Social Security is a Hard Choices Ahead
All people throughout history have faced the uncertainties brought on by illness, disability, unemployment, old age and death. Family members and relatives have always felt some degree of responsibility to one another, and to the extent that the family had resources to draw upon, this was often a source of economic security, especially for the aged or unwell.
To meet these obligations, the government will either have to raise worker’s payroll taxes, cut benefits or take more drastic steps such as raising the retirement age. Simply put, the social Security system won’t take in enough money to pay all of the boomer’s guaranteed benefits as they retire over the next thirty years. America’s seventy-six million baby boomers pose a catastrophic threat to the nation’s social safety net.
Entrepreneurs have appealed to congress to cancel the payroll tax increases that would substantially add inequitable and undue burden on businesses and their employees. However, their appeal was unheeded. A growing number of policy makers are embracing calls to privatize the system and shift some payroll taxes to private retirement accounts. This is mainly because of the discussions in determining the most equitable and most effective ways for the retirement system to meet the long term demands it faces. As current expenses to retirees, the disabled and their survivors reaches $256 billion, it will be more than double over the next ten years and will double again in the next decade.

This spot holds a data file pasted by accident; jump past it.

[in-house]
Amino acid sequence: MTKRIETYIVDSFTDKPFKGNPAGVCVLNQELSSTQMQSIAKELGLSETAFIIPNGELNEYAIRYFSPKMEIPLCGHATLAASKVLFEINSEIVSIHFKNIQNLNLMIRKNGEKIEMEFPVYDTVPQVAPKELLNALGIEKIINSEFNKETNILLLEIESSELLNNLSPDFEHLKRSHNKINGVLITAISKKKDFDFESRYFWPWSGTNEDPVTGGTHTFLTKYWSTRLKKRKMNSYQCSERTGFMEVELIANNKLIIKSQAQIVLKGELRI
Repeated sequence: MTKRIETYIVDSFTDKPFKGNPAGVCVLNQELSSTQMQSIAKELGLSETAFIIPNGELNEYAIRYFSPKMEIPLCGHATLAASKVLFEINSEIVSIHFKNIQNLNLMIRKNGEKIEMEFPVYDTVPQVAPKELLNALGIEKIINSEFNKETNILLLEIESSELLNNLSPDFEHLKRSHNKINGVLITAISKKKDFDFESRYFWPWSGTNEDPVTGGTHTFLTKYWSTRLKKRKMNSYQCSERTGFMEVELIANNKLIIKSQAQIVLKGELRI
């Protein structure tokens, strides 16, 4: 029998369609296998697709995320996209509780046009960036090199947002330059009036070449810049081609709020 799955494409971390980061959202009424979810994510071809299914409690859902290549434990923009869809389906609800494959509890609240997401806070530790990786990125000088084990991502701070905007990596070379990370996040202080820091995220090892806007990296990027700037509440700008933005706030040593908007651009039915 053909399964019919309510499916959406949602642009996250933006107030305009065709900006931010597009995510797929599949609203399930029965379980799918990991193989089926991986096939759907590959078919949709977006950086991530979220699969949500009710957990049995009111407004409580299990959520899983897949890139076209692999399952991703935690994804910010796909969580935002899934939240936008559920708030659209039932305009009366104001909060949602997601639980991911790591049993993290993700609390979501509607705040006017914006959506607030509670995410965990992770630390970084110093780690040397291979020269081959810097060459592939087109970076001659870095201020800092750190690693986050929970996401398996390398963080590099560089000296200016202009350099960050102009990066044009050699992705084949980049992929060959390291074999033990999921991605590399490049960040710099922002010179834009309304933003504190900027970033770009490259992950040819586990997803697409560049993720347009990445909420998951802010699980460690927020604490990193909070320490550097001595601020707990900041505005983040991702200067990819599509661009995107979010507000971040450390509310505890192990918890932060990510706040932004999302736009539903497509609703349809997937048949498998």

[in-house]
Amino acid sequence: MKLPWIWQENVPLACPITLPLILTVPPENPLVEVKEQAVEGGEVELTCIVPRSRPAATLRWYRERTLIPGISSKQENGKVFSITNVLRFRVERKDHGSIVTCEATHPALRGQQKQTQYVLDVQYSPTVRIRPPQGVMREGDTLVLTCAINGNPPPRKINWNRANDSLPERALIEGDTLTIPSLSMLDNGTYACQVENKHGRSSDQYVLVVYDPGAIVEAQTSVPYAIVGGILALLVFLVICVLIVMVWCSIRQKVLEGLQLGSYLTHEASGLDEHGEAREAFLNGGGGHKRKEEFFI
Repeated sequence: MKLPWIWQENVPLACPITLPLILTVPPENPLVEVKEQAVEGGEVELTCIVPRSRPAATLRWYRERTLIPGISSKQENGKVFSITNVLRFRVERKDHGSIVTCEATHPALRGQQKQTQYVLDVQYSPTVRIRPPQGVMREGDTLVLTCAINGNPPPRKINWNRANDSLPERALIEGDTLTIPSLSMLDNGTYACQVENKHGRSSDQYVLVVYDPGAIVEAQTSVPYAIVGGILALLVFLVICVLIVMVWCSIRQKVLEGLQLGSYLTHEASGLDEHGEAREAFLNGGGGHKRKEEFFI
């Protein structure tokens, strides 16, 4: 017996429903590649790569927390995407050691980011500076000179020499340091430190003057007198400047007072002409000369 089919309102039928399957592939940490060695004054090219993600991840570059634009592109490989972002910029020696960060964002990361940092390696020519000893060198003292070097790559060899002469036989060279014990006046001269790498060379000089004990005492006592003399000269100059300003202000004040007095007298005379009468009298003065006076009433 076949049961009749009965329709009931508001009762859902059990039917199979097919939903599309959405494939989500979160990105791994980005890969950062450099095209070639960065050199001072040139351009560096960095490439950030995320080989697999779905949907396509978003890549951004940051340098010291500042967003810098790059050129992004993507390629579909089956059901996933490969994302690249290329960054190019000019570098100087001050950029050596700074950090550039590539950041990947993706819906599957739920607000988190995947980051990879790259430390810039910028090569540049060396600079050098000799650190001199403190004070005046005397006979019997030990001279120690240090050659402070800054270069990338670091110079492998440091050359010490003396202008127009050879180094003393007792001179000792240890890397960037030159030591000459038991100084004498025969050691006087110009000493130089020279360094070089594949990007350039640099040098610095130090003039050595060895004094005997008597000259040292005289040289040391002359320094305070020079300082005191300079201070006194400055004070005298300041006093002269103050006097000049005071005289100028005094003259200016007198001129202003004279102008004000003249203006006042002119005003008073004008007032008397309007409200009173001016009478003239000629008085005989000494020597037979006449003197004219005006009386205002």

Ignoring the costs of the current system is devious. Under any circumstances, keeping Social Security solvent will require a great deal more money than it is currently receiving. This additional money is necessary to reduce the difference between what Social Security will owe and what it will be able to pay. The Social Security will require additional money under any circumstances. The only question are when the additional funds will be needed and in what amounts.
Thus, despite all the talks concerning the changes in Social Security, the corrective action must not only deal with the immediate crises but also must assure sufficient funds for the sudden increase in expenditures when the baby boom generation reached its retirement years beginning 2010.
America’s workers deserve a more informative, less adherent debate about Social Security reform. The discussions regarding Social Security reform is not an academic exercise nor should it be used as a political ploy. The various myths and scare tactics that have emerged do not alter the unpleasant realities that will confront American workers if nothing is done. It is time to put aside the myths that have been stumbling blocks in a quest for effective, authentic and critically needed Social Security reform.